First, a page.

SS 5.1.2.a. Explain the constitutional rights and civic responsibilities of U.S. citizens (e.g., freedom of speech, voting, staying informed of issues, respecting the rights, opinions, and beliefs of others, joining a civic group)SS 5.1.2.b. Describe the significance of patriotic symbols, songs and activities (e.g., Pledge of Allegiance, "The Star Spangled Banner", "America", commemorating state and national holidays)SS 5.1.2.d. Analyze how cooperation and conflict among people have contributed to political, economic, and social events and situations in the United StatesSS 5.1.2.e. Identify the roles and influences of individuals, groups, and the media on governments (e.g., George Washington, John Adams, Thomas Jefferson, Benjamin Franklin)
Forms and Functions of Government
SS 5.1.1. Students will describe the foundation, structure, and function of the United States government.
SS 5.1.1.a. Explain the historical foundation that led to the formation of the United States constitutional government (e.g., early state constitutions, Declaration of Independence, and the Articles of Confederation)SS 5.1.1.b. Explain the origins, structure, and functions of the three branches of the United States governmentSS 5.1.1.c. Describe how colonial and new states’ governments laws affected groups within their population (e.g., citizens, slaves, immigrants, women, class systems, tribes)SS 5.1.1.e. Identify the principles of the American Republic (e.g., liberty, democracy, United States Constitution, Bill of Rights)SS 5.1.1.f. Compare and contrast tribal forms of government, British monarchy, and early American colonial governments

SS 5.2. Economics: Students will utilize economic reasoning skills to make informed judgments and become effective participants in the economy at the local, state, national and international levels.

Globalization
SS 5.2.12. Students will explain how specialization, division of labor, and technology increases productivity and interdependence.
SS 5.2.12.a. Investigate Early United States specialization and trade (e.g., fur, tobacco, cotton, lumber)SS 5.2.12.b. Investigate and report on entrepreneurs and inventors

SS 5.3. Geography: Students will develop and apply spatial perspective and geographic skills to make informed decisions regarding issues and current events at local, state, national and international levels.

Human Systems
SS 5.3.4. Students will compare, contrast and draw conclusions about the characteristics of culture and migration in the United States.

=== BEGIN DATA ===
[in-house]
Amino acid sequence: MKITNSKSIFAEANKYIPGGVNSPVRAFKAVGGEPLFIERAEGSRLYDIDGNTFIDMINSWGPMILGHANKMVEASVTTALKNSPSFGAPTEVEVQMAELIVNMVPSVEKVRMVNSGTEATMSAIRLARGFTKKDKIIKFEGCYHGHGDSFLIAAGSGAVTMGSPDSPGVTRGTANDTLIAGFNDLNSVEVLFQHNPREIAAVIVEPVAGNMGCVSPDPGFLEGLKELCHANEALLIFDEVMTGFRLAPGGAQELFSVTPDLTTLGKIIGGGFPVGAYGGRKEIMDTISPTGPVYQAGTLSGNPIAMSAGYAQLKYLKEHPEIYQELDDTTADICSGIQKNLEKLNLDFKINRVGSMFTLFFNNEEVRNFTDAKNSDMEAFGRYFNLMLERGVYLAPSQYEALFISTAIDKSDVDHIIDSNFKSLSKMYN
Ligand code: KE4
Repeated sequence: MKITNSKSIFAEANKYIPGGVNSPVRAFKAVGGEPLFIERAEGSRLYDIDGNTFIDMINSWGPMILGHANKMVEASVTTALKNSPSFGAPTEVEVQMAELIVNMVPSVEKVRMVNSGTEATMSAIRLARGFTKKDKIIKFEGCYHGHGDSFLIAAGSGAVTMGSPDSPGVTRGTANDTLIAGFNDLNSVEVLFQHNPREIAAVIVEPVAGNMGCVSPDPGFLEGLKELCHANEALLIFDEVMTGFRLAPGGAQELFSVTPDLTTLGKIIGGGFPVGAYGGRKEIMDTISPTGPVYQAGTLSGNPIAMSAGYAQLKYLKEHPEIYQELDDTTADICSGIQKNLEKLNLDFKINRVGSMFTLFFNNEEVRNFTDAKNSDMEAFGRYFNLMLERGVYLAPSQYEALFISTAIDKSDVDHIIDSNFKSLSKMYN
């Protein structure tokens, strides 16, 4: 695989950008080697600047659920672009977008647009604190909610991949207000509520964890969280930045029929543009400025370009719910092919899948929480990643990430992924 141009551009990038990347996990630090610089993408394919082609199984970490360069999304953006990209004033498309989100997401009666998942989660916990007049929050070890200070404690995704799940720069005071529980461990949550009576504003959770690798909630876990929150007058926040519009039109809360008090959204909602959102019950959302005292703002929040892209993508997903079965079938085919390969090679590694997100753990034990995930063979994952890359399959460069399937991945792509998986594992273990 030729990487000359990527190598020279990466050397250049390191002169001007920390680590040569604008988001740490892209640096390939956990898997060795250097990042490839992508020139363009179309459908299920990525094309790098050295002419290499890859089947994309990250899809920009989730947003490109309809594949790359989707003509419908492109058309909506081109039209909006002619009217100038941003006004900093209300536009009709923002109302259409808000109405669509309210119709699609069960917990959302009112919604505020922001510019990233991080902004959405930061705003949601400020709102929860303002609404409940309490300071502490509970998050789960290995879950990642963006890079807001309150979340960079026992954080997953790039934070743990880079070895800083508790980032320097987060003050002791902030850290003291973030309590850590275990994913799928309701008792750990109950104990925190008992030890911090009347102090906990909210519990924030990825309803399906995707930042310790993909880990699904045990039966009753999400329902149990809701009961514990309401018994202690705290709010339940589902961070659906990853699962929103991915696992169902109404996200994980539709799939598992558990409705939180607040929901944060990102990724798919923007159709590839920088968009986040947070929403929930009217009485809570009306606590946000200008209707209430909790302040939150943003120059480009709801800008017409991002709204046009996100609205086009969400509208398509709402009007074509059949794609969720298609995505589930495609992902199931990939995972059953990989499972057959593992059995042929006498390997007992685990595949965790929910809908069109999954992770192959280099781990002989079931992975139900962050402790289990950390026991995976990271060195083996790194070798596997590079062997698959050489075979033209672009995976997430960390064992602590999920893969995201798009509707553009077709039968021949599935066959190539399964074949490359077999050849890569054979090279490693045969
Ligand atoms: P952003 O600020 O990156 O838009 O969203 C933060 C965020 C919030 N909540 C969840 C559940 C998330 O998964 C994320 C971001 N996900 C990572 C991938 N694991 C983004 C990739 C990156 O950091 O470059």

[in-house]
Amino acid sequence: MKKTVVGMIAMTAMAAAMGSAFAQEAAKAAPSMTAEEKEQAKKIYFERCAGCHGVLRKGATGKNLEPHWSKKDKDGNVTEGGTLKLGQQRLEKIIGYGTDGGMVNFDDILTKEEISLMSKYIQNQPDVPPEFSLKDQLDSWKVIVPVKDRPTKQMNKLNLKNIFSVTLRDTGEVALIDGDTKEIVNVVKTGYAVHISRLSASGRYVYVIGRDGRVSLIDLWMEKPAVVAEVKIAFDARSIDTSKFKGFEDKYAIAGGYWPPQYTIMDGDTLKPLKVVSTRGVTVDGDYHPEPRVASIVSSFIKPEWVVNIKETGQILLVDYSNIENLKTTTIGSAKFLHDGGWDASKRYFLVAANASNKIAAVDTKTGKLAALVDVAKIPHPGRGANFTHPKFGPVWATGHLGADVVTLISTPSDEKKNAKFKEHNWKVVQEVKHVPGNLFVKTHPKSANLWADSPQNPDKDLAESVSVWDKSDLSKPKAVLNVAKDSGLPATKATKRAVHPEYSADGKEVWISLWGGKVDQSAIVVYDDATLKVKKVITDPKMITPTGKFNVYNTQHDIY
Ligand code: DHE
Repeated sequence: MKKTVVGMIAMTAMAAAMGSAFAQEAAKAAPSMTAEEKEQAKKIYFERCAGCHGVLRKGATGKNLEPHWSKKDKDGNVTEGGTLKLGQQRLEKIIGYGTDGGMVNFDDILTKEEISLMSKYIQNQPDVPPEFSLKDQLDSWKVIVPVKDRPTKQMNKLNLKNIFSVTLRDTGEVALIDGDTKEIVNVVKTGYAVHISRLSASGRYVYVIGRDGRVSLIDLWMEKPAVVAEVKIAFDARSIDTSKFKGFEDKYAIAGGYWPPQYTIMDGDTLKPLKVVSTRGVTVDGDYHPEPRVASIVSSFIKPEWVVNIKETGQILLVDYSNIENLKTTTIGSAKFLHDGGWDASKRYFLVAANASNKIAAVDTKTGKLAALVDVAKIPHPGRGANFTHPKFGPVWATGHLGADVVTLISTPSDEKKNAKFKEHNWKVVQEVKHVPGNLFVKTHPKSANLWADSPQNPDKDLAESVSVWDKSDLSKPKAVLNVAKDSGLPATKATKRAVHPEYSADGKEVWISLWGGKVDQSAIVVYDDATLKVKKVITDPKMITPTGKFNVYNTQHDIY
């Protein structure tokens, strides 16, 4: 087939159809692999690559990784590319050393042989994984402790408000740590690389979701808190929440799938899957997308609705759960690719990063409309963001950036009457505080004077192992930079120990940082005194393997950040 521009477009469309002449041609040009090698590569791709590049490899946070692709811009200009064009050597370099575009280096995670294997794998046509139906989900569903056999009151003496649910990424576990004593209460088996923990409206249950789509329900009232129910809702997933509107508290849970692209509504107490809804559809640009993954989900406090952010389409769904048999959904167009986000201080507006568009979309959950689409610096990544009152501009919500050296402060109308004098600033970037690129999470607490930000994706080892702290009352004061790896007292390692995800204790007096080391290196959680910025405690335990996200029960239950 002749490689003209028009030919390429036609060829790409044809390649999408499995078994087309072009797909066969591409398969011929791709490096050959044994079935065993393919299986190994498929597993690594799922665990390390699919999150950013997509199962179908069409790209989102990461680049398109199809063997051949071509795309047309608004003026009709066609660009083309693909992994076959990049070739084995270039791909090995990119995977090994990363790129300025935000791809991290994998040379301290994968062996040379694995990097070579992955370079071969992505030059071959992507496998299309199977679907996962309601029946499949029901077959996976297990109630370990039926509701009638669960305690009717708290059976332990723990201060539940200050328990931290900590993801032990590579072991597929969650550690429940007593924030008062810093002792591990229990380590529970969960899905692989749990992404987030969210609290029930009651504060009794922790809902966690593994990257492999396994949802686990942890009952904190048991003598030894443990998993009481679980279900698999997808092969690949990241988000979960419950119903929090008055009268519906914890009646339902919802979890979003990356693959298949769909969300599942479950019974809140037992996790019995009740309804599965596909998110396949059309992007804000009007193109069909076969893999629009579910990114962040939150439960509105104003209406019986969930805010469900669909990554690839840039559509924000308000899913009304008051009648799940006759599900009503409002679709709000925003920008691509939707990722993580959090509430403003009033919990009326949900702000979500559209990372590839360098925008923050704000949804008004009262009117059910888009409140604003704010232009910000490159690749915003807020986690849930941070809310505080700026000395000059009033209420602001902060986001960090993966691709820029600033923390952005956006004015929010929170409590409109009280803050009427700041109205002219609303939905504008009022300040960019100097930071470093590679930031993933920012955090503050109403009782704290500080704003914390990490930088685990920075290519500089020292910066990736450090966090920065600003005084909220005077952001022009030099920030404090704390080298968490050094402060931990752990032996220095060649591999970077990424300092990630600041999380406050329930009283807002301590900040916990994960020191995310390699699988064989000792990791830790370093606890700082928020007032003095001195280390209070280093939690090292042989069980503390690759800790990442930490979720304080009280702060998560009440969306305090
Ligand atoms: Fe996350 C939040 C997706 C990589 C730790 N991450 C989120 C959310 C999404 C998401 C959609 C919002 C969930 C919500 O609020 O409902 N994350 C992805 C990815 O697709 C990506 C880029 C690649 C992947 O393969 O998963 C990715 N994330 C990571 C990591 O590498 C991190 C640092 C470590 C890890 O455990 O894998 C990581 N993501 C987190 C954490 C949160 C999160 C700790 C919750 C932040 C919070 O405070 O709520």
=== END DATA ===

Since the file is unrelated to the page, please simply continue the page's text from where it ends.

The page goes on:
SS 5.3.4.a. Compare and contrast patterns of culture within the United States (e.g., language, religion, food)SS 5.3.4.b. Compare and contrast population characteristics of the United States (e.g., density, distribution, growth rates)SS 5.3.4.c. Compare and contrast historical and present day migrations to and within the United States
Physical Systems
SS 5.3.3. Students will draw conclusions about the natural processes in the physical world.
SS 5.3.3.b. Identify examples of ecosystems located in the United States (e.g., forests, deserts, grasslands)
Places and Regions
SS 5.3.2. Students will compare the characteristics of places and regions and draw conclusions on their impact on human decisions.
SS 5.3.2.a. Define regions within the United States using multiple criteria. (e.g., Silicon Valley, Bread Basket)SS 5.3.2.b. Classify regions and places within the United States using physical and human features (e.g., Rocky Mountains, The Southwest, Great Plains, Corn Belt, Cotton Belt)SS 5.3.2.c. Identify and classify regions (e.g., cities, states, and congressional districts)
The World in Spatial Terms
SS 5.3.1. Students will explore where (spatial) and why people, places and environments are organized in the United States.
SS 5.3.1.a. Name and locate major human and physical features in the United States (e.g., states, capitals, and major cities in the United States, Rocky Mountains, Appalachian Mountains, Great Lakes)SS 5.3.1.b. Apply map skills to analyze physical/political maps of the United States (e.g., identify latitude longitude, and the global grid and identify the location and purpose of time zones)